1 2 Previous Next 18 Replies Latest reply: Jul 24, 2012 2:47 AM by BluShadow Go to original post RSS
      • 15. Re: Problem with ref cusror date data type.
        BluShadow
        user7540156 wrote:
        i am trying to execute the below code.
        but it's returning date only.
        i want date and time.
        declare
        type r_cursor is REF CURSOR;
        c_emp r_cursor;
        en date;
        begin
        open c_emp for select sysdate from dual;
        loop
        fetch c_emp into en;
        exit when c_emp%notfound;
        dbms_output.put_line(en);
        end loop;
        close c_emp;
        end;

        O/P:25-JAN-12

        i want output as date with time.
        That has absolutely nothing to do with ref cursors.

        a) you should declare ref cursors using the inbuilt type SYS_REFCURSOR. There's absolutely no need to decalre your own type for it.
        b) the display format of your date is exactly that, a display format issue.
        SQL> declare
          2    c_emp SYS_REFCURSOR;
          3    en    date;
          4  begin
          5    open c_emp for select sysdate from dual;
          6    loop
          7      fetch c_emp into en;
          8      exit when c_emp%notfound;
          9      dbms_output.put_line(en);
         10    end loop;
         11    close c_emp;
         12  end;
         13  /
        25-JAN-12
        
        PL/SQL procedure successfully completed.
        The date variable is being implicitly converted to a varchar2 datetype by the put_line statement which is expecting a varchar2 input parameter. This implicit conversion is being done based on your sessions NLS_DATE_FORMAT setting.

        You can either change your sessions NLS_DATE_FORMAT...
        SQL> alter session set nls_date_format = 'DD-MON-YYYY HH24:MI:SS';
        
        Session altered.
        
        SQL> declare
          2    c_emp SYS_REFCURSOR;
          3    en    date;
          4  begin
          5    open c_emp for select sysdate from dual;
          6    loop
          7      fetch c_emp into en;
          8      exit when c_emp%notfound;
          9      dbms_output.put_line(en);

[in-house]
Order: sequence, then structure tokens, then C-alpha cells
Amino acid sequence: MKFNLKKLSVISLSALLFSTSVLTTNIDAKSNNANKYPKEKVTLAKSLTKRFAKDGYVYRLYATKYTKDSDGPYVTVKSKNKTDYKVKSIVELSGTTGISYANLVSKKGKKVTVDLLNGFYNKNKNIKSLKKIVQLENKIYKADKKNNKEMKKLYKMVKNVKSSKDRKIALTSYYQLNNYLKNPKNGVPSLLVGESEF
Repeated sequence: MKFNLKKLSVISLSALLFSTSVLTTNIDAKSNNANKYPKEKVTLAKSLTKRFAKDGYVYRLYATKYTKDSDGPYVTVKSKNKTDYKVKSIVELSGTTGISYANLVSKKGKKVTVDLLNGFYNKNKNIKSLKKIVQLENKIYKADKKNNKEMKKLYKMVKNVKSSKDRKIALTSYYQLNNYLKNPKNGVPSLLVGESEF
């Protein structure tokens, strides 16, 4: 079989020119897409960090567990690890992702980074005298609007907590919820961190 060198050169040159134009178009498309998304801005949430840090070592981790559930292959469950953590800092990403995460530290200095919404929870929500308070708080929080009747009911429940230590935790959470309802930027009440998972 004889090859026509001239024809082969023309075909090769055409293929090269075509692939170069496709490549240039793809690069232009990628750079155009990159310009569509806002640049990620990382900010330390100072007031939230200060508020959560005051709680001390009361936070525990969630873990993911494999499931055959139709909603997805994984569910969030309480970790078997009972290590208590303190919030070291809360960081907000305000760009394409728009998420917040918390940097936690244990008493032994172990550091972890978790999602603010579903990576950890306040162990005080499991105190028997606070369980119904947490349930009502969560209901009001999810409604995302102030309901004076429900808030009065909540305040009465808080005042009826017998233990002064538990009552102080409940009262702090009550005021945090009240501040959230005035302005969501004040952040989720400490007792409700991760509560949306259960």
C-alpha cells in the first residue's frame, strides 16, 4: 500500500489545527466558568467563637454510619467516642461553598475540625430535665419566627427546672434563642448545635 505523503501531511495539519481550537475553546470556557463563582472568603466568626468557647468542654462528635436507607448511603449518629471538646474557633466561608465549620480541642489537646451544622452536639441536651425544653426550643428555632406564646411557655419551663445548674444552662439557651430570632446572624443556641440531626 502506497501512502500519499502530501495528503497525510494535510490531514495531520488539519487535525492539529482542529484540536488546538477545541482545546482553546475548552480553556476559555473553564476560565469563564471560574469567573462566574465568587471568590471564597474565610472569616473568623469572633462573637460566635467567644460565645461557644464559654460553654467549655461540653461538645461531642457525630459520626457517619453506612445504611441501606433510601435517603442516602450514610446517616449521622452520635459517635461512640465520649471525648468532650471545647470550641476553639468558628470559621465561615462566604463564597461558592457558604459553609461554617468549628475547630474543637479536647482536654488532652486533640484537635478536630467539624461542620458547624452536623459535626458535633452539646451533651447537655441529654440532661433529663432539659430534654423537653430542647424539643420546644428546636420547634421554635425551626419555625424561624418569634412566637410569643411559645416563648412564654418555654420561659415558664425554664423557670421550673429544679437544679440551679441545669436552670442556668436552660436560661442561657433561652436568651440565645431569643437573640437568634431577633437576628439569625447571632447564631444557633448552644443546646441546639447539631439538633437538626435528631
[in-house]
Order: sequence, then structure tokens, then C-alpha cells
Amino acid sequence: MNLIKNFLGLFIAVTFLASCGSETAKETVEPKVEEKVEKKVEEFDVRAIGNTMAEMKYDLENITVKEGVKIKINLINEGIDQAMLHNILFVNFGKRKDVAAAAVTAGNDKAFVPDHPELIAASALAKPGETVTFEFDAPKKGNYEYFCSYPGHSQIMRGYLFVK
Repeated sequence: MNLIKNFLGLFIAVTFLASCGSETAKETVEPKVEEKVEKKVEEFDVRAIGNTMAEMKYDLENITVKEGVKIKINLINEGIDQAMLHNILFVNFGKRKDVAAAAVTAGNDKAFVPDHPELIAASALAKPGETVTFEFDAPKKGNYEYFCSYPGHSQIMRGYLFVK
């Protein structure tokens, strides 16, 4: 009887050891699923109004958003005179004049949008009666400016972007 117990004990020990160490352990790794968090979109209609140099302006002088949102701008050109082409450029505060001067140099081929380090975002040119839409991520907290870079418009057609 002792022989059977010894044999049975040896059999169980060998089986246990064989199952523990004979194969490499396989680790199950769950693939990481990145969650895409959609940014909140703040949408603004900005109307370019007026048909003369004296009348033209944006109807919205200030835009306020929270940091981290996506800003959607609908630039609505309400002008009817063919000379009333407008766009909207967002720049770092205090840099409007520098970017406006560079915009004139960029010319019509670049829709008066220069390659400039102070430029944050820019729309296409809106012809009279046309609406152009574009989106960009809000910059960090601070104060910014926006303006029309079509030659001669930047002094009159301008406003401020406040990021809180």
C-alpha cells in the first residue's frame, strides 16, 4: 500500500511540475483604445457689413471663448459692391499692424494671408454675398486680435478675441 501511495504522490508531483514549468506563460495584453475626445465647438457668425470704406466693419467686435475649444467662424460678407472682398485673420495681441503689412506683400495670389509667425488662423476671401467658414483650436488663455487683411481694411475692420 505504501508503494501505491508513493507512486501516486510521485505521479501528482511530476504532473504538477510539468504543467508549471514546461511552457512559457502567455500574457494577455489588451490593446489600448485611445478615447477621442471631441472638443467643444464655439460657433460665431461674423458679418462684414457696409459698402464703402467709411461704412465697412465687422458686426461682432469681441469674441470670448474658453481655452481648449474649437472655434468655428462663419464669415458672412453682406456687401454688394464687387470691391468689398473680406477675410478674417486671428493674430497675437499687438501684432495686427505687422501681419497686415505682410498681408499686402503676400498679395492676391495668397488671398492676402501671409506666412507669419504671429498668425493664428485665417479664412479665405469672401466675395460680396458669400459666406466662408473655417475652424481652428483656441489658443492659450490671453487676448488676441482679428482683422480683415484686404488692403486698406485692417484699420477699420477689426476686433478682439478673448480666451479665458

10    end loop;
         11    close c_emp;
         12  end;
         13  /
        25-JAN-2012 09:29:13
        
        PL/SQL procedure successfully completed.
        or you can explicitly convert the date to a varchar2 in your code using the to_char function, specifying the display format you want...
        SQL> ed
        Wrote file afiedt.buf
        
          1  declare
          2    c_emp SYS_REFCURSOR;
          3    en    date;
          4  begin
          5    open c_emp for select sysdate from dual;
          6    loop
          7      fetch c_emp into en;
          8      exit when c_emp%notfound;
          9      dbms_output.put_line(to_char(en,'DD-MM-YYYY HH24:MI'));
         10    end loop;
         11    close c_emp;
         12* end;
        SQL> /
        25-01-2012 09:29
        
        PL/SQL procedure successfully completed.
        As I said, absolutely nothing to do with ref cursors and all to do with a complete lack of understanding of basic datatypes and implicit conversions.
        • 16. Re: PL/SQL 101 : Understanding Ref Cursors
          SamFisher
          Good one, Blue.

          Thx.
          • 17. Re: PL/SQL 101 : Understanding Ref Cursors
            gaverill
            Nicely done. I would suggest adding a section with a "pipelined" version of your "populate_emps" table function, as often there's no need to fully materialize the table...
            SQL> ed
            Wrote file afiedt.buf
             
              1  create or replace function /*populate*/pipe_emps(deptno in number := null)
              2  return t_emptype pipelined is
              3    -- v_emptype t_emptype := t_emptype();  -- Declare a local table structure and initialize it
              4    -- v_cnt     number := 0;
              5    v_rc      sys_refcursor;
              6    v_empno   number;
              7    v_ename   varchar2(10);
              8    v_mgr     number;
              9    v_sal     number;
             10  begin
             11    v_rc := get_dept_emps(deptno);
             12    loop
             13      fetch v_rc into v_empno, v_ename, v_mgr, v_sal;
             14      exit when v_rc%NOTFOUND;
             15      --v_emptype.extend;
             16      --v_cnt := v_cnt + 1;
             17      /*v_emptype(v_cnt) :=*/ pipe row ( emptype(v_empno, v_ename, v_mgr, v_sal) );
             18    end loop;
             19    close v_rc;
             20    return /*v_emptype*/;
             21* end;
            SQL> / 
             
            Function created.
            Gerard
            • 18. Re: PL/SQL 101 : Understanding Ref Cursors
              BluShadow
              gaverill wrote:
              Nicely done. I would suggest adding a section with a "pipelined" version of your "populate_emps" table function, as often there's no need to fully materialize the table...
              Thanks for the suggestion, however pipelining the data is beyond the 101 basics of ref cursors which is what the article is designed to demonstrate. ;)
              1 2 Previous Next